What can you ask your sports medicine doctor?

The sports medicine doctor is a specialist who focuses the health of those who practice sports, and is knowledgeable in nutrition, traumatology, methods of training and prevention of injuries.

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One his or her most important tasks is the assessment of the health status of those who want to practice competitive sports. 

In fact, to be allowed to participate in competitions, you need to have a certificate of fitness for competitive sports (Ministerial Decree 18/02/82).  Before practicing any non-competitive, you should also check your health by getting a certificate of “good health” (Ministerial Decree 28/02/83). This certificate can be issued by both the specialist in sports medicine as the primary care physician, while the certificate of fitness for competitive sports can be issued only by an authorized sports medicine doctor. 

Besides giving the medical exams to ascertain the fitness for competitive or non-competitive sports, the sports doctor is the reference point for any illnesses which arise during physical activity. The sports medicine specialist is well aware of the needs of athletes and can suggest the best solution for any athletic health problem.

So, what are the main areas of competence of the sports medicine doctor?


Essential for the prevention of damage caused by sport. The doctor may note a bad posture, a faulty plantar support, any disproportions of the lower limbs or deformities which could cause damage to the knee joints.


Cycling is not a contact sport, but falls and crashes can cause bruises, bone and joint injuries, muscle injuries, and even cranial trauma. After providing first aid and treatment to the injured, the sports physician will start a trauma management protocol and evaluate if the athlete can continue the physical activity or if this would aggravate the injury.


Physical activity involves all the body’s systems. They undergo modifications and adaptations in response to the stress they are put under. The organ put under the most stress is the heart. Cyclists, as all those who practice endurance sports, can have a so-called "athlete's heart". It is a type of organ tropism, which causes an increase in volume, mainly affecting the left ventricle, which can push out a greater quantity of blood with each contraction. This hypertrophy is reflected in a lower resting heart rate. The sports doctor will monitor the functioning of the cardiovascular system with an electrocardiogram and possibly choose to carry out more sophisticated exams. If needed, he will suggest other clinical test to ensure the sport is practiced in safety.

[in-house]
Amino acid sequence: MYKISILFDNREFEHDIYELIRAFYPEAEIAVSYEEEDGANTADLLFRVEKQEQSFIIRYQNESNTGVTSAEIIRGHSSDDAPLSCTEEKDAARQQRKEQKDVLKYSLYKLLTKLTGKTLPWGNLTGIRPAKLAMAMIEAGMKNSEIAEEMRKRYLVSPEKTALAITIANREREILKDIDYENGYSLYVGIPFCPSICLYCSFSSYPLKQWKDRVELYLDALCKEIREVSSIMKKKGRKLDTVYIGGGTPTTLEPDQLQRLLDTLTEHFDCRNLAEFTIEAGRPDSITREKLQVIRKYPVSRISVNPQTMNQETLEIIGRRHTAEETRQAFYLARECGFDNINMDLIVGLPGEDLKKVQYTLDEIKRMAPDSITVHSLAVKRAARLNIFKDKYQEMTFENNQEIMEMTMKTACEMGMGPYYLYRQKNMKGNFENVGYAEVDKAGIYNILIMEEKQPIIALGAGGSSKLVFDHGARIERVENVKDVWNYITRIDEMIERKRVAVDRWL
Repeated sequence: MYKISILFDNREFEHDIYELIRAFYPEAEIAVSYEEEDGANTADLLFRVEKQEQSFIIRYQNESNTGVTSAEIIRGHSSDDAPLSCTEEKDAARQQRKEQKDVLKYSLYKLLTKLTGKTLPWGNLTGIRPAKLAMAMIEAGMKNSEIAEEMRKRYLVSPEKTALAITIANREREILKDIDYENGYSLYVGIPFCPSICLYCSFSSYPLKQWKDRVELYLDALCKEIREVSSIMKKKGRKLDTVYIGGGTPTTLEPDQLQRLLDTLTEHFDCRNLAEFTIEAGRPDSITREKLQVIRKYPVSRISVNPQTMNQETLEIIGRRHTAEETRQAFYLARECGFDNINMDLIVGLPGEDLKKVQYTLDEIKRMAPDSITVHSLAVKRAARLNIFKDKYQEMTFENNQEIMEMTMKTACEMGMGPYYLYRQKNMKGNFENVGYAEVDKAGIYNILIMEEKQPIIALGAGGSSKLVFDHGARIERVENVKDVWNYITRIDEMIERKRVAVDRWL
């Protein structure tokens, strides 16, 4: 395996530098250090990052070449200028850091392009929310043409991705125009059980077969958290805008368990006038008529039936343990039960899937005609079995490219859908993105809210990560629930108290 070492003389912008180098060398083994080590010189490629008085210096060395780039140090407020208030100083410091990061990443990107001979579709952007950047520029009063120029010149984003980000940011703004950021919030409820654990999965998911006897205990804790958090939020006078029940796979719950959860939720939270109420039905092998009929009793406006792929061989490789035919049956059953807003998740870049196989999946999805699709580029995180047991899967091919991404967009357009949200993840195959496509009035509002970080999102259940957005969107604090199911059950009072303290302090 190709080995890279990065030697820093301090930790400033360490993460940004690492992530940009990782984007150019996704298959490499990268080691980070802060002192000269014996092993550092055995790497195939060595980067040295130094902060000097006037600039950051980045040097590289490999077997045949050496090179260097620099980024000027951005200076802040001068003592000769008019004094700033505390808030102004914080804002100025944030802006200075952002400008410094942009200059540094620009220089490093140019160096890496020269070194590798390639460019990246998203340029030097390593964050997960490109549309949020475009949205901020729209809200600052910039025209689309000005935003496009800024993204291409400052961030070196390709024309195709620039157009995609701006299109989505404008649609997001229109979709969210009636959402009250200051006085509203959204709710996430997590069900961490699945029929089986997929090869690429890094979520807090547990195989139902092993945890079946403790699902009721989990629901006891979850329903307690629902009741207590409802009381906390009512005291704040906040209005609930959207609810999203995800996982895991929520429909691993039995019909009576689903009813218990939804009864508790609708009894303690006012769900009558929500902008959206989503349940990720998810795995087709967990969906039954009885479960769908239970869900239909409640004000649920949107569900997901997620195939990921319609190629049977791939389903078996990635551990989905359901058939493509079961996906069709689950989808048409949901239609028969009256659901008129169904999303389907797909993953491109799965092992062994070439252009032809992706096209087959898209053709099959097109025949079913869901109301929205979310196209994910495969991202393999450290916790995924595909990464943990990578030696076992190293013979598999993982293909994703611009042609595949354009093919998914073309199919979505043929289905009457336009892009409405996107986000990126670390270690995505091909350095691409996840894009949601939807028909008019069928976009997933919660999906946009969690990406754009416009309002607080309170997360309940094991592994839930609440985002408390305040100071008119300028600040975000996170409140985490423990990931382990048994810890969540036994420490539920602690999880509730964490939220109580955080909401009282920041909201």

The sports physician can assess and advise team members and coaches about the proper psychological approach to the discipline. If involved at the right moment, the sports doctor will also be able to detect possible problematic attitudes to competitive cycling, especially in the younger age groups, but also in the more mature athletes.


The sports doctor can evaluate and suggest correct nutrition. He or she can give useful advice on the proper use and timing of meals and even suggest any supplements, if deemed necessary.


The sports medicine specialist can suggest hematological exams and provide a first evaluation of the outcomes.


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